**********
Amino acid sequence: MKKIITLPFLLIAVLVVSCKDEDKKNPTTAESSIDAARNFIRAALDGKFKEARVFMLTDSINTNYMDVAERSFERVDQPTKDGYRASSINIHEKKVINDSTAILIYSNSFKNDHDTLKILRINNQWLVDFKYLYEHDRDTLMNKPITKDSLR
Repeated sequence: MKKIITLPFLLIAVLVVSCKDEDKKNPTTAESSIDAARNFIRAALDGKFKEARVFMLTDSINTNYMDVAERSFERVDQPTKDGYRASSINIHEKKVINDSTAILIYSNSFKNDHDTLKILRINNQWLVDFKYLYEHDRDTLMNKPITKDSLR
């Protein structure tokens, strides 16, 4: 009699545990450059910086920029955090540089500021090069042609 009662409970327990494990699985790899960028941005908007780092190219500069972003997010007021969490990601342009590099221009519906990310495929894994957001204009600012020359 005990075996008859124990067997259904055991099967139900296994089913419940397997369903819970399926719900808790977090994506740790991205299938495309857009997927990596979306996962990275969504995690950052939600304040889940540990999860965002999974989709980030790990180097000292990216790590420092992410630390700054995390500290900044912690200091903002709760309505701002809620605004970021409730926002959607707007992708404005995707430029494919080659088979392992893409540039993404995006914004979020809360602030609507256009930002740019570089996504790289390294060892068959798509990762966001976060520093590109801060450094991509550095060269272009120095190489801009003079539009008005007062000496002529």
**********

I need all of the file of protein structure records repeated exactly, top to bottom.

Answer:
Amino acid sequence: MKKIITLPFLLIAVLVVSCKDEDKKNPTTAESSIDAARNFIRAALDGKFKEARVFMLTDSINTNYMDVAERSFERVDQPTKDGYRASSINIHEKKVINDSTAILIYSNSFKNDHDTLKILRINNQWLVDFKYLYEHDRDTLMNKPITKDSLR
Repeated sequence: MKKIITLPFLLIAVLVVSCKDEDKKNPTTAESSIDAARNFIRAALDGKFKEARVFMLTDSINTNYMDVAERSFERVDQPTKDGYRASSINIHEKKVINDSTAILIYSNSFKNDHDTLKILRINNQWLVDFKYLYEHDRDTLMNKPITKDSLR
């Protein structure tokens, strides 16, 4: 009699545990450059910086920029955090540089500021090069042609 009662409970327990494990699985790899960028941005908007780092190219500069972003997010007021969490990601342009590099221009519906990310495929894994957001204009600012020359 005990075996008859124990067997259904055991099967139900296994089913419940397997369903819970399926719900808790977090994506740790991205299938495309857009997927990596979306996962990275969504995690950052939600304040889940540990999860965002999974989709980030790990180097000292990216790590420092992410630390700054995390500290900044912690200091903002709760309505701002809620605004970021409730926002959607707007992708404005995707430029494919080659088979392992893409540039993404995006914004979020809360602030609507256009930002740019570089996504790289390294060892068959798509990762966001976060520093590109801060450094991509550095060269272009120095190489801009003079539009008005007062000496002529």